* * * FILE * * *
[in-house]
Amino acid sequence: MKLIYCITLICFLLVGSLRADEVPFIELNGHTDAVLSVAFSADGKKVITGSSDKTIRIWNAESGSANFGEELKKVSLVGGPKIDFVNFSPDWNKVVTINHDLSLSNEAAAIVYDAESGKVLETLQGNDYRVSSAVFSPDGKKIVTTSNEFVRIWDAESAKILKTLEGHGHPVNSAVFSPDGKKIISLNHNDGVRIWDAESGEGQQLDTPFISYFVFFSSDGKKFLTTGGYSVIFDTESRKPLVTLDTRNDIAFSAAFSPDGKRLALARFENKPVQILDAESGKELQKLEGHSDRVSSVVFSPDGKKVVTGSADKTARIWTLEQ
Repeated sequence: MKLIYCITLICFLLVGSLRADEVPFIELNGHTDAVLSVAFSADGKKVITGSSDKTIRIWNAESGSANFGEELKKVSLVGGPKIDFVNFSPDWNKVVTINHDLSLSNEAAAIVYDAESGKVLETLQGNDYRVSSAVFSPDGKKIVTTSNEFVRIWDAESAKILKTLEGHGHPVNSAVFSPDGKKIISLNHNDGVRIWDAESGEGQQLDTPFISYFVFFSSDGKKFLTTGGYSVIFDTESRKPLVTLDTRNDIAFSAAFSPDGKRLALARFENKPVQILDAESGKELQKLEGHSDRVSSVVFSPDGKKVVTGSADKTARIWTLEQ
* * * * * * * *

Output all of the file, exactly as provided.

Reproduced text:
[in-house]
Amino acid sequence: MKLIYCITLICFLLVGSLRADEVPFIELNGHTDAVLSVAFSADGKKVITGSSDKTIRIWNAESGSANFGEELKKVSLVGGPKIDFVNFSPDWNKVVTINHDLSLSNEAAAIVYDAESGKVLETLQGNDYRVSSAVFSPDGKKIVTTSNEFVRIWDAESAKILKTLEGHGHPVNSAVFSPDGKKIISLNHNDGVRIWDAESGEGQQLDTPFISYFVFFSSDGKKFLTTGGYSVIFDTESRKPLVTLDTRNDIAFSAAFSPDGKRLALARFENKPVQILDAESGKELQKLEGHSDRVSSVVFSPDGKKVVTGSADKTARIWTLEQ
Repeated sequence: MKLIYCITLICFLLVGSLRADEVPFIELNGHTDAVLSVAFSADGKKVITGSSDKTIRIWNAESGSANFGEELKKVSLVGGPKIDFVNFSPDWNKVVTINHDLSLSNEAAAIVYDAESGKVLETLQGNDYRVSSAVFSPDGKKIVTTSNEFVRIWDAESAKILKTLEGHGHPVNSAVFSPDGKKIISLNHNDGVRIWDAESGEGQQLDTPFISYFVFFSSDGKKFLTTGGYSVIFDTESRKPLVTLDTRNDIAFSAAFSPDGKRLALARFENKPVQILDAESGKELQKLEGHSDRVSSVVFSPDGKKVVTGSADKTARIWTLEQ